Advertising Snobbery

Public Relations, aka PR, is great, because it gives the consumer a sense of an impartial third-party endorsement. It’s almost like the media outlet is saying:

“This company is good because we have analyzed it. We like the product/service they provide. Their core values are great. We think you should give them a try.”

And, simply by virtue of this unspoken endorsement, the PR coverage makes people want to buy/try/invest in their product or service. People want to be part of “it” – whatever “it” is.Advertising Snobbery

This kind of PR coverage, if done well, can sometimes lead to a brand acquiring a cult status, especially among sophisticated buyers who don’t want to buy what everyone else buys. They don’t shop Wal-Mart or K-Mart. They’re “elites” and are looking for a unique brand experience – and they WANT to pay more for it because they want their experience to be different from a common, everyday experience.

Which is why, if a company is getting a lot of good PR, and developing a core group of devoted followers, one tactic they should employ is to pull back on their advertising, or stop it all together. A brand can be thought of a too “mainstream” if they advertising becomes too ubiquitous. Brands that have a cache can profitably stay off the mainstream “radar” by enjoying the loyal following of those who relish being part of a unknown, undiscovered brand.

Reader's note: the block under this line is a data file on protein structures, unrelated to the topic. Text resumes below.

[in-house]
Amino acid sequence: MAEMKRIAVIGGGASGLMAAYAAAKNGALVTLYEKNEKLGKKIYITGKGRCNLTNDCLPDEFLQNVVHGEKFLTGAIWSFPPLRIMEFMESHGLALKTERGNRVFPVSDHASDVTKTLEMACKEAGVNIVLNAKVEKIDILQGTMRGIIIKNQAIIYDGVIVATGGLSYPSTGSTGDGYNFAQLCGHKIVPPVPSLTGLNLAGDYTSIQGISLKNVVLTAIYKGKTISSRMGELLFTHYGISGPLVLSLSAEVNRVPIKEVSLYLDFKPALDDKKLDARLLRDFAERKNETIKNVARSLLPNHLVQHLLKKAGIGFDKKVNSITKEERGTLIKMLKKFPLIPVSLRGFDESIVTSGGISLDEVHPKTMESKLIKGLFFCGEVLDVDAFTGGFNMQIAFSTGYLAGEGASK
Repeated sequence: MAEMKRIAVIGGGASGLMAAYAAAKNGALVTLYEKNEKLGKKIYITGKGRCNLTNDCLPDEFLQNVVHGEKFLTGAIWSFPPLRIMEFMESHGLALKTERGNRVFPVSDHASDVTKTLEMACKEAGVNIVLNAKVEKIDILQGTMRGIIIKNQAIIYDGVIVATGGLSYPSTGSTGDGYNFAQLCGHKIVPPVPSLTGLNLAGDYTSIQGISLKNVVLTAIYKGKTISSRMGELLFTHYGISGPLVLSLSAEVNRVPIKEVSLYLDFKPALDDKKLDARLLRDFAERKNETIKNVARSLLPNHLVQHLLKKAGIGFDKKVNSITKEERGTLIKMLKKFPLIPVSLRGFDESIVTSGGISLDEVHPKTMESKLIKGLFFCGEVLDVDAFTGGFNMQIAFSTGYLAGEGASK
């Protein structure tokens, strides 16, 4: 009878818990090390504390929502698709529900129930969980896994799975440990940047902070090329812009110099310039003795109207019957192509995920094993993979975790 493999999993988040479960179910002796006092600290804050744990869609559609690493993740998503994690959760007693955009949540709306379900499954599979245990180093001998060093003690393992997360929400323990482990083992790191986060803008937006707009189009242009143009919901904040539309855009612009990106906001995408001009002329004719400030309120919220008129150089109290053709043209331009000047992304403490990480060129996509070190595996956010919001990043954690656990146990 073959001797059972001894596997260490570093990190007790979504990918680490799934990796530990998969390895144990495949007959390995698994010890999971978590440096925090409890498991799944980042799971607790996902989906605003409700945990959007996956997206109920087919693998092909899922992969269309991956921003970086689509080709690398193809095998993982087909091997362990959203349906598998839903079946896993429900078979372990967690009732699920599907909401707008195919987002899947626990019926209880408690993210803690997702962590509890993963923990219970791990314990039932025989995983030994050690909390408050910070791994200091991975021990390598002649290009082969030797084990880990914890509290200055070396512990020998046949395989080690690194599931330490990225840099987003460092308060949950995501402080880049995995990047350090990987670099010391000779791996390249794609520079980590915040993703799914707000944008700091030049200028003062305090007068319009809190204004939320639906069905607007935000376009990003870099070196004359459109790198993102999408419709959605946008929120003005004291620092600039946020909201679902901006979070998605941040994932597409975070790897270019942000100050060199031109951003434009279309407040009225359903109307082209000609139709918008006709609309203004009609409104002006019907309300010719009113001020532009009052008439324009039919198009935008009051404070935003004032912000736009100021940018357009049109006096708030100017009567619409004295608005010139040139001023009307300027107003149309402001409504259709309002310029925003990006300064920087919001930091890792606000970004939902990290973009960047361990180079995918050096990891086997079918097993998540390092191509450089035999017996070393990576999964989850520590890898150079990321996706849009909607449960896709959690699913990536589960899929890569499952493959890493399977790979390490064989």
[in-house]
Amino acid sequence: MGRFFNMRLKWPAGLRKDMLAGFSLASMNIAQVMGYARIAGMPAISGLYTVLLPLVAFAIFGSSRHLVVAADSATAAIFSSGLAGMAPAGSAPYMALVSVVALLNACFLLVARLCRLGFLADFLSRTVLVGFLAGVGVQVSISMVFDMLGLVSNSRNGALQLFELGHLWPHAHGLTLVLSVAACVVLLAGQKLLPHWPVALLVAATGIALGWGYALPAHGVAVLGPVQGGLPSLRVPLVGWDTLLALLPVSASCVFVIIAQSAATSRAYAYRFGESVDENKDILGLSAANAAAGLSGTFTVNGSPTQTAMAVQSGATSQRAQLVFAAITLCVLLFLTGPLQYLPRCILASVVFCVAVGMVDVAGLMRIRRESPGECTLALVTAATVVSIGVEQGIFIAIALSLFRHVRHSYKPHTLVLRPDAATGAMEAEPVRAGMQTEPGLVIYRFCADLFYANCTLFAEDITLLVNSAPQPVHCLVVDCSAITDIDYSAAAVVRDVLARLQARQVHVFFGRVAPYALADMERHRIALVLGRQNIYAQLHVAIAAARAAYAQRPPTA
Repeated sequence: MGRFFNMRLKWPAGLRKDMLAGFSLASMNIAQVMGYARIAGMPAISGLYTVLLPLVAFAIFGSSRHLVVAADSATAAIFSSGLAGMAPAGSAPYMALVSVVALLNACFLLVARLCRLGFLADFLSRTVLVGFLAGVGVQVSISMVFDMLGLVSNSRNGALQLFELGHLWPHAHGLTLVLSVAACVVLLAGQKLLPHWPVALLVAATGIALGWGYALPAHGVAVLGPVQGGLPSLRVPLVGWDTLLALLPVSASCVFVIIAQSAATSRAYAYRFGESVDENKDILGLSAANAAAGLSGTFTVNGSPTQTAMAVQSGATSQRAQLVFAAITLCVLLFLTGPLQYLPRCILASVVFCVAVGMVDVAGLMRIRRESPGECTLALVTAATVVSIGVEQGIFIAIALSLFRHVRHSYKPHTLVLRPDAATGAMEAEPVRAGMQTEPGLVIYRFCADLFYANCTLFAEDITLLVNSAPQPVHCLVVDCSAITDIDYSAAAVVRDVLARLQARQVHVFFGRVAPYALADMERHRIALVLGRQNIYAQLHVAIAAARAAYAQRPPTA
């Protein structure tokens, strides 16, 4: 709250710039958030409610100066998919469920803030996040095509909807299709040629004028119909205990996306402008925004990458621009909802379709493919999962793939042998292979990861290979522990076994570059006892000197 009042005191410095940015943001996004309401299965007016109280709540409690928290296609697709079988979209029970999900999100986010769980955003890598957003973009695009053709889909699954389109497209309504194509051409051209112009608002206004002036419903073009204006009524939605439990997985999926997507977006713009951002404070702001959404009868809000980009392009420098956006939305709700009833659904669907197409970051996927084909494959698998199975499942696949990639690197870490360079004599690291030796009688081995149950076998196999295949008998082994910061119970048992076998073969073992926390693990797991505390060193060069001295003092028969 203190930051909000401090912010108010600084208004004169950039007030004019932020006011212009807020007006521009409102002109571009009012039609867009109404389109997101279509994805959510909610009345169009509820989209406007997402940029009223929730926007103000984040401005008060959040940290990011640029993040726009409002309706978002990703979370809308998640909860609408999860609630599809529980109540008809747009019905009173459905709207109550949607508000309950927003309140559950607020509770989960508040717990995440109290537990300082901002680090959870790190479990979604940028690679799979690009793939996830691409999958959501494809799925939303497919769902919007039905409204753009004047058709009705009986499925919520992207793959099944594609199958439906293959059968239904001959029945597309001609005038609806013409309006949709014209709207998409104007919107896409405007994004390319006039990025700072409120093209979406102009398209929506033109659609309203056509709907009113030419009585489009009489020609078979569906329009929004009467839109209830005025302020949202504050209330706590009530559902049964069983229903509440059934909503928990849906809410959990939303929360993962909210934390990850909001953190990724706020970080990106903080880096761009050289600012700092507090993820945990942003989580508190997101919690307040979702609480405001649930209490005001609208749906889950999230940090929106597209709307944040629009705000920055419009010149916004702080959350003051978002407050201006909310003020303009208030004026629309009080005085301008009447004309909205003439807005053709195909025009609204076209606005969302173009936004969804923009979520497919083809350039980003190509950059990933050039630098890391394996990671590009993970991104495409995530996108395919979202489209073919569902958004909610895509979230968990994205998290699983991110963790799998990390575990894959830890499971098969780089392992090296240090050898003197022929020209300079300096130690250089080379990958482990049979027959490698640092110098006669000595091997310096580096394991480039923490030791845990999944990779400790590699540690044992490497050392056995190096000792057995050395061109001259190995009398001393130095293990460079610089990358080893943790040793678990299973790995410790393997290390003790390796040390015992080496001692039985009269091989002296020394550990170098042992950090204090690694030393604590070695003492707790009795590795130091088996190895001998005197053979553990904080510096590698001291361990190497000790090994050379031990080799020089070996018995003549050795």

In many cases, upscale brands can significantly damage their cache if their advertising appears too frequently or in too many media outlets. IZOD Lacoste polo shirts is an excellent example. A brand popular with the golf and tennis set in the 1980s, it became “mainstream” wildly popular in a few years. But, because of the brand’s overexposure in its advertising and its own popularity, it quickly lost its cache and sales dropped dramatically.

However, because everything old becomes new again, a new audience is rediscovering the brand. This time Lacoste is keeping the price point upwards of $100, which maintains it aspirational brand status and Lacoste is choosing to market the brand virally and eschew any mass advertising.

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